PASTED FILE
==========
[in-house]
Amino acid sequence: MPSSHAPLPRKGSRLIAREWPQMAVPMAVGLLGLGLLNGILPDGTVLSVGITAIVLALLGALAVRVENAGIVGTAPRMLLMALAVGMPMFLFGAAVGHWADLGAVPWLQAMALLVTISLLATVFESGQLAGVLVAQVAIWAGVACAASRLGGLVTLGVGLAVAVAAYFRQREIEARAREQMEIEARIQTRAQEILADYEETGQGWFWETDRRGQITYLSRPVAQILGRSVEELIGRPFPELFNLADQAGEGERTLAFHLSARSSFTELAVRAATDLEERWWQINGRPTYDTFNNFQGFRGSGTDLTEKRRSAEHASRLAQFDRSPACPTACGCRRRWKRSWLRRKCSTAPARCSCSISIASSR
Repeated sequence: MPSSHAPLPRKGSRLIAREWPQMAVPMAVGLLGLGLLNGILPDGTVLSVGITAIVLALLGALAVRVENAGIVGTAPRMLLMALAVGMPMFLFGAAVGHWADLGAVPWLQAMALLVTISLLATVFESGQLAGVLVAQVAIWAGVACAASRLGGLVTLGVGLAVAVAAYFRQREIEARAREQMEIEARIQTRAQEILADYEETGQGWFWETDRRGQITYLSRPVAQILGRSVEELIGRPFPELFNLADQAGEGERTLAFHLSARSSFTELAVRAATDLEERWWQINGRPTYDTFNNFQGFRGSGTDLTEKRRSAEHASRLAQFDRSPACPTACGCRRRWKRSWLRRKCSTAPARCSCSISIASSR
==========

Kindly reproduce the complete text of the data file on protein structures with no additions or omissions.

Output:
[in-house]
Amino acid sequence: MPSSHAPLPRKGSRLIAREWPQMAVPMAVGLLGLGLLNGILPDGTVLSVGITAIVLALLGALAVRVENAGIVGTAPRMLLMALAVGMPMFLFGAAVGHWADLGAVPWLQAMALLVTISLLATVFESGQLAGVLVAQVAIWAGVACAASRLGGLVTLGVGLAVAVAAYFRQREIEARAREQMEIEARIQTRAQEILADYEETGQGWFWETDRRGQITYLSRPVAQILGRSVEELIGRPFPELFNLADQAGEGERTLAFHLSARSSFTELAVRAATDLEERWWQINGRPTYDTFNNFQGFRGSGTDLTEKRRSAEHASRLAQFDRSPACPTACGCRRRWKRSWLRRKCSTAPARCSCSISIASSR
Repeated sequence: MPSSHAPLPRKGSRLIAREWPQMAVPMAVGLLGLGLLNGILPDGTVLSVGITAIVLALLGALAVRVENAGIVGTAPRMLLMALAVGMPMFLFGAAVGHWADLGAVPWLQAMALLVTISLLATVFESGQLAGVLVAQVAIWAGVACAASRLGGLVTLGVGLAVAVAAYFRQREIEARAREQMEIEARIQTRAQEILADYEETGQGWFWETDRRGQITYLSRPVAQILGRSVEELIGRPFPELFNLADQAGEGERTLAFHLSARSSFTELAVRAATDLEERWWQINGRPTYDTFNNFQGFRGSGTDLTEKRRSAEHASRLAQFDRSPACPTACGCRRRWKRSWLRRKCSTAPARCSCSISIASSR